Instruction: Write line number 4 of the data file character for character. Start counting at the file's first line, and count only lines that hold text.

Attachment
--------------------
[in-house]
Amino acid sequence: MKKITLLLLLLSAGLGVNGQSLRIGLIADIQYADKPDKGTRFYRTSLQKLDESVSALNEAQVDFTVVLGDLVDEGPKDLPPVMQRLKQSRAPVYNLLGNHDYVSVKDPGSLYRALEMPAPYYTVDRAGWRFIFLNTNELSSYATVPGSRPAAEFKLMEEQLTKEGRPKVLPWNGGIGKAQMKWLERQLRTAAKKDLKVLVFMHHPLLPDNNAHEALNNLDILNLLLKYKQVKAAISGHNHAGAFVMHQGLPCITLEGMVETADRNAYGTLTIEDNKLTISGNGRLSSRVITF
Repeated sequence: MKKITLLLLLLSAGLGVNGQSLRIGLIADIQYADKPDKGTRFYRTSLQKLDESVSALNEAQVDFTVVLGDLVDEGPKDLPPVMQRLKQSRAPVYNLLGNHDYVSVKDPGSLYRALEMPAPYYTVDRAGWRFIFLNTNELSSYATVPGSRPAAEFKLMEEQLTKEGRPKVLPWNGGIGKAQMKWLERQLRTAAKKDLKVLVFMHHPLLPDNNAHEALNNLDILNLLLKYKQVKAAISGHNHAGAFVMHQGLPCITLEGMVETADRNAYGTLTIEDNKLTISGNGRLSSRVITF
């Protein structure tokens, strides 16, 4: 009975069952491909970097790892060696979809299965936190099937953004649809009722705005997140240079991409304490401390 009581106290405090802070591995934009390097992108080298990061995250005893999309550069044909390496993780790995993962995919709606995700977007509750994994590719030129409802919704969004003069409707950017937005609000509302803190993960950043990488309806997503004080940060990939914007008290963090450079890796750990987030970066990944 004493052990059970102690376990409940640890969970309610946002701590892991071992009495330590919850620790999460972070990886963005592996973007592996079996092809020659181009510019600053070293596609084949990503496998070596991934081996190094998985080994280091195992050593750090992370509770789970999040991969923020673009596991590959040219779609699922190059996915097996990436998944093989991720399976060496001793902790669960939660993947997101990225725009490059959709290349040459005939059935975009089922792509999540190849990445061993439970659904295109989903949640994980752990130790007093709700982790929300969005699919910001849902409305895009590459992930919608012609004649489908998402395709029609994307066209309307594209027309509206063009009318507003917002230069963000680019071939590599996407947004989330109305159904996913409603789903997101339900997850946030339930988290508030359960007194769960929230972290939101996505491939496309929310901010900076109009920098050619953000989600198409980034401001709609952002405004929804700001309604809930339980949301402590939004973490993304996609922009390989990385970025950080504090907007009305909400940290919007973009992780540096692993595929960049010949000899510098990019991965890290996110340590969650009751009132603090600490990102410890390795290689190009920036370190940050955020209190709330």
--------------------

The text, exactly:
């Protein structure tokens, strides 16, 4: 009975069952491909970097790892060696979809299965936190099937953004649809009722705005997140240079991409304490401390 009581106290405090802070591995934009390097992108080298990061995250005893999309550069044909390496993780790995993962995919709606995700977007509750994994590719030129409802919704969004003069409707950017937005609000509302803190993960950043990488309806997503004080940060990939914007008290963090450079890796750990987030970066990944 004493052990059970102690376990409940640890969970309610946002701590892991071992009495330590919850620790999460972070990886963005592996973007592996079996092809020659181009510019600053070293596609084949990503496998070596991934081996190094998985080994280091195992050593750090992370509770789970999040991969923020673009596991590959040219779609699922190059996915097996990436998944093989991720399976060496001793902790669960939660993947997101990225725009490059959709290349040459005939059935975009089922792509999540190849990445061993439970659904295109989903949640994980752990130790007093709700982790929300969005699919910001849902409305895009590459992930919608012609004649489908998402395709029609994307066209309307594209027309509206063009009318507003917002230069963000680019071939590599996407947004989330109305159904996913409603789903997101339900997850946030339930988290508030359960007194769960929230972290939101996505491939496309929310901010900076109009920098050619953000989600198409980034401001709609952002405004929804700001309604809930339980949301402590939004973490993304996609922009390989990385970025950080504090907007009305909400940290919007973009992780540096692993595929960049010949000899510098990019991965890290996110340590969650009751009132603090600490990102410890390795290689190009920036370190940050955020209190709330």